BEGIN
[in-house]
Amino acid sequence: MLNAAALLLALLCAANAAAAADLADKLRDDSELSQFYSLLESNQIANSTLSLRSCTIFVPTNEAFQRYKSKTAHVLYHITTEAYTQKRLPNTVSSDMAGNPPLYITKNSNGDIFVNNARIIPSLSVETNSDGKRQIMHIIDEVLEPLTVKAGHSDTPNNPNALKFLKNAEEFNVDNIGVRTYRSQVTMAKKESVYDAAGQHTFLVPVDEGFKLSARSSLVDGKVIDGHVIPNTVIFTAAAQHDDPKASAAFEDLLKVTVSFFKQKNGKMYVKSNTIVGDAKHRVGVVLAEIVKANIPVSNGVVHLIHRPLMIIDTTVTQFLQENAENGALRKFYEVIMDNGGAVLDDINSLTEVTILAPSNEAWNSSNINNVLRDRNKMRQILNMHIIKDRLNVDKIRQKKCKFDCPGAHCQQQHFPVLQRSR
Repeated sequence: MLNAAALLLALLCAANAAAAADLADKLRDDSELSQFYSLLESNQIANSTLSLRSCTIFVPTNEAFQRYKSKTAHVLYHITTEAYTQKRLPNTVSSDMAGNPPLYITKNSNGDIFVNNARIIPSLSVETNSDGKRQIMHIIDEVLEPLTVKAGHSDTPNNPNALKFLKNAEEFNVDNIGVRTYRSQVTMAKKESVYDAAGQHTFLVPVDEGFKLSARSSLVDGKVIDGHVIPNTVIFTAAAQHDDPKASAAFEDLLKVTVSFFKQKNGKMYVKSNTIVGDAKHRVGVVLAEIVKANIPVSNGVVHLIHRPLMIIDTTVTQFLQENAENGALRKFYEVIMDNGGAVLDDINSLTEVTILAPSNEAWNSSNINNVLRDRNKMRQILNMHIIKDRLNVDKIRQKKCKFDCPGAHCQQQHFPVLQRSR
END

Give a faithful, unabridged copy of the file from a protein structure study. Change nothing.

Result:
[in-house]
Amino acid sequence: MLNAAALLLALLCAANAAAAADLADKLRDDSELSQFYSLLESNQIANSTLSLRSCTIFVPTNEAFQRYKSKTAHVLYHITTEAYTQKRLPNTVSSDMAGNPPLYITKNSNGDIFVNNARIIPSLSVETNSDGKRQIMHIIDEVLEPLTVKAGHSDTPNNPNALKFLKNAEEFNVDNIGVRTYRSQVTMAKKESVYDAAGQHTFLVPVDEGFKLSARSSLVDGKVIDGHVIPNTVIFTAAAQHDDPKASAAFEDLLKVTVSFFKQKNGKMYVKSNTIVGDAKHRVGVVLAEIVKANIPVSNGVVHLIHRPLMIIDTTVTQFLQENAENGALRKFYEVIMDNGGAVLDDINSLTEVTILAPSNEAWNSSNINNVLRDRNKMRQILNMHIIKDRLNVDKIRQKKCKFDCPGAHCQQQHFPVLQRSR
Repeated sequence: MLNAAALLLALLCAANAAAAADLADKLRDDSELSQFYSLLESNQIANSTLSLRSCTIFVPTNEAFQRYKSKTAHVLYHITTEAYTQKRLPNTVSSDMAGNPPLYITKNSNGDIFVNNARIIPSLSVETNSDGKRQIMHIIDEVLEPLTVKAGHSDTPNNPNALKFLKNAEEFNVDNIGVRTYRSQVTMAKKESVYDAAGQHTFLVPVDEGFKLSARSSLVDGKVIDGHVIPNTVIFTAAAQHDDPKASAAFEDLLKVTVSFFKQKNGKMYVKSNTIVGDAKHRVGVVLAEIVKANIPVSNGVVHLIHRPLMIIDTTVTQFLQENAENGALRKFYEVIMDNGGAVLDDINSLTEVTILAPSNEAWNSSNINNVLRDRNKMRQILNMHIIKDRLNVDKIRQKKCKFDCPGAHCQQQHFPVLQRSR